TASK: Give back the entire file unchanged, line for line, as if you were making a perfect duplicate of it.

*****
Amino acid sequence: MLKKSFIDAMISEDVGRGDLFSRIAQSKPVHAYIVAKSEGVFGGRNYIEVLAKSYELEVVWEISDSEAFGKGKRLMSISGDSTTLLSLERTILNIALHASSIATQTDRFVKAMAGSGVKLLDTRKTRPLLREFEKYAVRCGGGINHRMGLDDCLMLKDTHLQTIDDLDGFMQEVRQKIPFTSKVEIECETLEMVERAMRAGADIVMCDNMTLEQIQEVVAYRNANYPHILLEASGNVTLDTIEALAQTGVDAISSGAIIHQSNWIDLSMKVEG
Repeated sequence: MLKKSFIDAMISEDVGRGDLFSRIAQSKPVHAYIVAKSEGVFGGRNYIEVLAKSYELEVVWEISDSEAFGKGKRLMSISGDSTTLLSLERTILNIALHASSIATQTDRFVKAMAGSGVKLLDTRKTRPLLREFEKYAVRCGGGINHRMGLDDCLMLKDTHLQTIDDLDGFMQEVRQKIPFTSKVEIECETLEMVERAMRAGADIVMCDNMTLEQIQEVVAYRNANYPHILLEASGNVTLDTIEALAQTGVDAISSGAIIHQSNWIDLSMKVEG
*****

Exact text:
Amino acid sequence: MLKKSFIDAMISEDVGRGDLFSRIAQSKPVHAYIVAKSEGVFGGRNYIEVLAKSYELEVVWEISDSEAFGKGKRLMSISGDSTTLLSLERTILNIALHASSIATQTDRFVKAMAGSGVKLLDTRKTRPLLREFEKYAVRCGGGINHRMGLDDCLMLKDTHLQTIDDLDGFMQEVRQKIPFTSKVEIECETLEMVERAMRAGADIVMCDNMTLEQIQEVVAYRNANYPHILLEASGNVTLDTIEALAQTGVDAISSGAIIHQSNWIDLSMKVEG
Repeated sequence: MLKKSFIDAMISEDVGRGDLFSRIAQSKPVHAYIVAKSEGVFGGRNYIEVLAKSYELEVVWEISDSEAFGKGKRLMSISGDSTTLLSLERTILNIALHASSIATQTDRFVKAMAGSGVKLLDTRKTRPLLREFEKYAVRCGGGINHRMGLDDCLMLKDTHLQTIDDLDGFMQEVRQKIPFTSKVEIECETLEMVERAMRAGADIVMCDNMTLEQIQEVVAYRNANYPHILLEASGNVTLDTIEALAQTGVDAISSGAIIHQSNWIDLSMKVEG